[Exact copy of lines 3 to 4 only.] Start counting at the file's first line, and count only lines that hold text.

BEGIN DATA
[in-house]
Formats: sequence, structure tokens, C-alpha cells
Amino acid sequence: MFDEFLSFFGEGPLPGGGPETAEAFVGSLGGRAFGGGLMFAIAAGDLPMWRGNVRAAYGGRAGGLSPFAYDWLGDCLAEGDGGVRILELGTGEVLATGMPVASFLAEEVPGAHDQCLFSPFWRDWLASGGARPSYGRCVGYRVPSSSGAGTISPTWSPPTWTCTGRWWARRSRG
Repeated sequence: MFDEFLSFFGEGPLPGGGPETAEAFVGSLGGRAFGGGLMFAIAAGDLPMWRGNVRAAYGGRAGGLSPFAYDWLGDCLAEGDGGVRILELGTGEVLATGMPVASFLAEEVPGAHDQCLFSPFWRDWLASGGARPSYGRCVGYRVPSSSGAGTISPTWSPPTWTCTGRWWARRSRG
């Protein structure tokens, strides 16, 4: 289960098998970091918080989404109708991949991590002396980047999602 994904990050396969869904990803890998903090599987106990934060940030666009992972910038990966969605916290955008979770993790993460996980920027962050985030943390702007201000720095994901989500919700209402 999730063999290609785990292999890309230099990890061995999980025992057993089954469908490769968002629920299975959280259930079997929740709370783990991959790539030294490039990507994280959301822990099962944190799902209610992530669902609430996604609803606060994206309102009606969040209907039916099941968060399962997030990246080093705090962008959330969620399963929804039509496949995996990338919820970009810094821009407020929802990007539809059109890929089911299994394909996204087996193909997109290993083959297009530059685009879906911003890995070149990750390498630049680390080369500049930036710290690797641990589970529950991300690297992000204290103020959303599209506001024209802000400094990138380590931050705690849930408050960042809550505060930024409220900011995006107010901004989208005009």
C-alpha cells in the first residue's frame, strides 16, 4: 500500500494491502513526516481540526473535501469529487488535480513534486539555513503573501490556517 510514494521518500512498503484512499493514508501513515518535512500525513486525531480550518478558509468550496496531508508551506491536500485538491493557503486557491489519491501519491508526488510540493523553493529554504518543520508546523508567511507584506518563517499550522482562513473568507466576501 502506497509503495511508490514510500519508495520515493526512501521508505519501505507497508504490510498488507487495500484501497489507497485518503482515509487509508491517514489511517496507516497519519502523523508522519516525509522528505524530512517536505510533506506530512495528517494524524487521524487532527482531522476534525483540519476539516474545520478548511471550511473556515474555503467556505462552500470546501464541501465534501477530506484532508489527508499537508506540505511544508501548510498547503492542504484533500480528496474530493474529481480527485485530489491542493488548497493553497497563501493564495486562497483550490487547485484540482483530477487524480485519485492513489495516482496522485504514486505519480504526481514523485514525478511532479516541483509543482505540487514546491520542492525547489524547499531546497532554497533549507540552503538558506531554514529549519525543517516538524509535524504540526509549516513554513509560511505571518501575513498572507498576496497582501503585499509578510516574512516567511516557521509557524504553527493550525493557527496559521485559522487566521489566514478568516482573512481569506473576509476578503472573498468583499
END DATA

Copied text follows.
Amino acid sequence: MFDEFLSFFGEGPLPGGGPETAEAFVGSLGGRAFGGGLMFAIAAGDLPMWRGNVRAAYGGRAGGLSPFAYDWLGDCLAEGDGGVRILELGTGEVLATGMPVASFLAEEVPGAHDQCLFSPFWRDWLASGGARPSYGRCVGYRVPSSSGAGTISPTWSPPTWTCTGRWWARRSRG
Repeated sequence: MFDEFLSFFGEGPLPGGGPETAEAFVGSLGGRAFGGGLMFAIAAGDLPMWRGNVRAAYGGRAGGLSPFAYDWLGDCLAEGDGGVRILELGTGEVLATGMPVASFLAEEVPGAHDQCLFSPFWRDWLASGGARPSYGRCVGYRVPSSSGAGTISPTWSPPTWTCTGRWWARRSRG